According to Chris Bickerton and Carlo Invernizzi Accetti, the “populism v. technocracy” dichotomy does not help us make sense of contemporary political reality. Indeed, it is their paradoxical fusion—technopopulism—that underlies all democratic politics today.
From its initial task of rethinking mobilization for an age of demobilization, the aim of the remaining Left populists will be to manage mobilization in an age of potential remobilization.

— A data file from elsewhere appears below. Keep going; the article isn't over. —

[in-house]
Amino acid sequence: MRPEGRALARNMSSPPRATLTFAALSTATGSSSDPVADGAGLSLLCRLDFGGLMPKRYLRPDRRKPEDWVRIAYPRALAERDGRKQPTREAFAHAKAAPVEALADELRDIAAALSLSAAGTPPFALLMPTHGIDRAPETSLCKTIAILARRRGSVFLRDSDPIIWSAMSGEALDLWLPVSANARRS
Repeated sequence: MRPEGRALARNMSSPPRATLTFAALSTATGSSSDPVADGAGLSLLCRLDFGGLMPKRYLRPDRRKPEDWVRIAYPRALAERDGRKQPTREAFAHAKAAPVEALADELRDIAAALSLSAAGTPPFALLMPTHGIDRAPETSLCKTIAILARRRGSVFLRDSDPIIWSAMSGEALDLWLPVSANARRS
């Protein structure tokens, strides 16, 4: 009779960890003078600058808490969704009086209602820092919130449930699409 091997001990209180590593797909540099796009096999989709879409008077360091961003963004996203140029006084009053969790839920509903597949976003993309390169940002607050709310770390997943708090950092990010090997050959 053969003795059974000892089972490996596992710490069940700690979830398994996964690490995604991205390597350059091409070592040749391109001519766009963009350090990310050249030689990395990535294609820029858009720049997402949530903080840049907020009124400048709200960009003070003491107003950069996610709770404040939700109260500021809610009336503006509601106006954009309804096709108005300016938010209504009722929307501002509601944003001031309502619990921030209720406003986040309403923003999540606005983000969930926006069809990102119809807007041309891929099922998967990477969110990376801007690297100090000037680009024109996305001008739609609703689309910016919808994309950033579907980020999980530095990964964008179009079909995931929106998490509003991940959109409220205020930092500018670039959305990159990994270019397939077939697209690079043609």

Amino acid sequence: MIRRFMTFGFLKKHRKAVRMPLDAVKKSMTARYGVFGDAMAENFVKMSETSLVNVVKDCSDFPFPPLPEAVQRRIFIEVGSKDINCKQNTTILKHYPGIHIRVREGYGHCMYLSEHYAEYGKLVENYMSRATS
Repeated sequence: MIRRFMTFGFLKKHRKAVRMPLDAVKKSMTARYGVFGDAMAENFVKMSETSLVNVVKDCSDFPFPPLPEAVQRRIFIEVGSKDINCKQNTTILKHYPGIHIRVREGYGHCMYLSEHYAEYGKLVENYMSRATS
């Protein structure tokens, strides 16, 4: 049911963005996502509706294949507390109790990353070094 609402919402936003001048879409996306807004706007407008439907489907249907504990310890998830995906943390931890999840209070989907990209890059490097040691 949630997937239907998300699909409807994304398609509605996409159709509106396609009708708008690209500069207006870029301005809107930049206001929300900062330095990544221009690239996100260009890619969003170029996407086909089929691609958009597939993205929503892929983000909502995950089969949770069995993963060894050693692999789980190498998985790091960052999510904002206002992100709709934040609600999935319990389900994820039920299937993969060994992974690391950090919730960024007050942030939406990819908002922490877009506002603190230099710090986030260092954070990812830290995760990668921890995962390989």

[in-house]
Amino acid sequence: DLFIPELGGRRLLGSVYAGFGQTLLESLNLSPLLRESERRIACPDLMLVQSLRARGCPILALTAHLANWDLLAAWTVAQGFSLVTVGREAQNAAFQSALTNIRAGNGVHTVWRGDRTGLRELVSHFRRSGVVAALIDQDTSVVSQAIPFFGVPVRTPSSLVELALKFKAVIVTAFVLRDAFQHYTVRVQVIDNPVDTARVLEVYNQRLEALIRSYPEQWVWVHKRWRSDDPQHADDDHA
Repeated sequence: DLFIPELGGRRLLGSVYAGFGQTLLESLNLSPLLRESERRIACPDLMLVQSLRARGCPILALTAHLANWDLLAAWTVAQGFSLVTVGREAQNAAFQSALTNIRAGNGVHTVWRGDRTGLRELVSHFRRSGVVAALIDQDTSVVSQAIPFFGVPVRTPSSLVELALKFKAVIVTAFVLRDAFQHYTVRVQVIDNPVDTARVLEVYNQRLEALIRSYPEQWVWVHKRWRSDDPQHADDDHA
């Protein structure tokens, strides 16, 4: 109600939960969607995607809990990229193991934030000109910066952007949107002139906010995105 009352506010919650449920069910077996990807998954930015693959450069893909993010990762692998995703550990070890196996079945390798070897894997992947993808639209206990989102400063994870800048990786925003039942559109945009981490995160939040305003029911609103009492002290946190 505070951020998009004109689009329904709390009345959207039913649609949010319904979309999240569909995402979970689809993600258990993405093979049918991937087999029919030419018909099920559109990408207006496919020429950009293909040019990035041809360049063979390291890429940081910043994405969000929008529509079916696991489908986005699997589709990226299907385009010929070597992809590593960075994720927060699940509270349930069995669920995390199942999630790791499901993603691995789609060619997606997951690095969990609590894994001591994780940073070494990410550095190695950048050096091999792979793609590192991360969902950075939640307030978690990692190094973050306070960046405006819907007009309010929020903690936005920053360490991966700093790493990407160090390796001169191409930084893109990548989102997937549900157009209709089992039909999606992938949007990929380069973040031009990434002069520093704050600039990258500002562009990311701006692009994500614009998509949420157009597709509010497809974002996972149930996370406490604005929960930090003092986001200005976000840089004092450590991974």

COVID is killing the old order left populists fought against, but only at the cost of postponing the new.
The left populist attempts to substitute affect, undergirded by invocations to be excited and a laundry list of community agreements, for material interests.
Left populism and its vicissitudes With the continued breakdown of the neoliberal order, “populism” has gained renewed importance in contemporary political discourse. Many leftists see great promise in populism, arguing that the left should take advantage of the affective politics that today are considered the domain of the right. Conjuring
An invitation to the Freudians’ Fall-Winter 2019 Analytic Social Psychology reading session.